their outstanding scholarly achievements, but for their character, commitment to others and to the common good, and for their potential for leadership in whatever domains their careers may lead. The Rhodes Trust, a British charity established to honor the will and bequest of Cecil J. Rhodes, provides full financial support for Rhodes Scholars to pursue a degree or degrees at the University of Oxford in the United Kingdom in partnership with the Second Century Founder, John McCall MacBain and other generous benefactors. The U. S. Military Academy at West Point is a fouryear, co-educational, federal, liberal arts college located 50 miles north of New York City. It was founded in 1802 as America’s first college of engineering and continues today as the world’s premier leader-development institutions, consistently ranked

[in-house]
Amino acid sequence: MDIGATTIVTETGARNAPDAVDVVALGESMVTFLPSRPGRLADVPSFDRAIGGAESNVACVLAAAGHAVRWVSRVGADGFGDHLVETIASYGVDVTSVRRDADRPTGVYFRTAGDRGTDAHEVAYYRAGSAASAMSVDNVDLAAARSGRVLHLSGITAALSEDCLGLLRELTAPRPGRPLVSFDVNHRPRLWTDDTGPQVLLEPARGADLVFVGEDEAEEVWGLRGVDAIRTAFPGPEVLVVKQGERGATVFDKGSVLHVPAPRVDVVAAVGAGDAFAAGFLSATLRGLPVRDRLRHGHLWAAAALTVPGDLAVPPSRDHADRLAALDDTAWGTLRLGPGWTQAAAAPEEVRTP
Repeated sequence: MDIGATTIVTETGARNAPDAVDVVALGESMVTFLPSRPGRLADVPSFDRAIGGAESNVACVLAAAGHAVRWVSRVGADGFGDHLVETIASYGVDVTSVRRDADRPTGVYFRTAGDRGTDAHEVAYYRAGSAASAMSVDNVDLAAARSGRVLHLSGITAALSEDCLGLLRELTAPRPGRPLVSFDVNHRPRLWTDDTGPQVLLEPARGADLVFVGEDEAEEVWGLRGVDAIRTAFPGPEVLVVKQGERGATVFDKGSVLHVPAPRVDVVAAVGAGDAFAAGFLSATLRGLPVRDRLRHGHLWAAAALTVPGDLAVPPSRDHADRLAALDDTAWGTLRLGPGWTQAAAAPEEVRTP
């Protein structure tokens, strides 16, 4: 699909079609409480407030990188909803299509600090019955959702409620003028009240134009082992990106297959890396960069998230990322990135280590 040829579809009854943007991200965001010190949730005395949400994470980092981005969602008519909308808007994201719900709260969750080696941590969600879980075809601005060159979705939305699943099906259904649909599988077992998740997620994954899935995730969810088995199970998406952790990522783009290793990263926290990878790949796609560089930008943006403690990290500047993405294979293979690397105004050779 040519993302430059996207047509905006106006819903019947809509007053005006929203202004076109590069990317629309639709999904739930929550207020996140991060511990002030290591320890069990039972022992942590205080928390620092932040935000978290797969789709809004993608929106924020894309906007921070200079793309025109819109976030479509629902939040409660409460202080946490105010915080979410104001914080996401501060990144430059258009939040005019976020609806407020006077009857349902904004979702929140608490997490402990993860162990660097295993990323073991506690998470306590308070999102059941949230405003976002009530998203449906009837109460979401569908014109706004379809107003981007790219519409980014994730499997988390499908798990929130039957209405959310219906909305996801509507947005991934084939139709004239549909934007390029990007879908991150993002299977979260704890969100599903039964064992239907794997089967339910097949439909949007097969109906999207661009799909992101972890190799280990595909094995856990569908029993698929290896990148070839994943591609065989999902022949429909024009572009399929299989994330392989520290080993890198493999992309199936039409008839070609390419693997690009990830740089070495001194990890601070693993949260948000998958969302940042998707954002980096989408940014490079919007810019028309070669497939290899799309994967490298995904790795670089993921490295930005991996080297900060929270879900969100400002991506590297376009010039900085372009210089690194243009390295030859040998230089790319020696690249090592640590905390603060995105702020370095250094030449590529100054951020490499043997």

among top colleges in the country. Its mission remains constant—to educate, train, and inspire the Corps of Cadets so that each graduate is a commissioned leader of character committed to the values of Duty, Honor, Country and prepared for a career of professional excellence and service to the nation as an officer in the U. S. Army. For more information, go to www. westpoint.edu.   Yes of course, the New Year is full of surprises and FilAms West Point 2nd Lt. Eurica Shane Diego and Cadet Tyrese Bender are just one of them! The New year will bring us more hope for a better tomorrow, so let us welcome the New Year with full of hope and enthusiasm!  ELPIDIO R. ESTIOKO was a veteran journalist in the Philippines and an award-winning journalist here in the U.S. For feedbacks, comments… please email the author at estiokoelpidio@gmail.com).


US Travelers Banned to Enter Philippines until January 15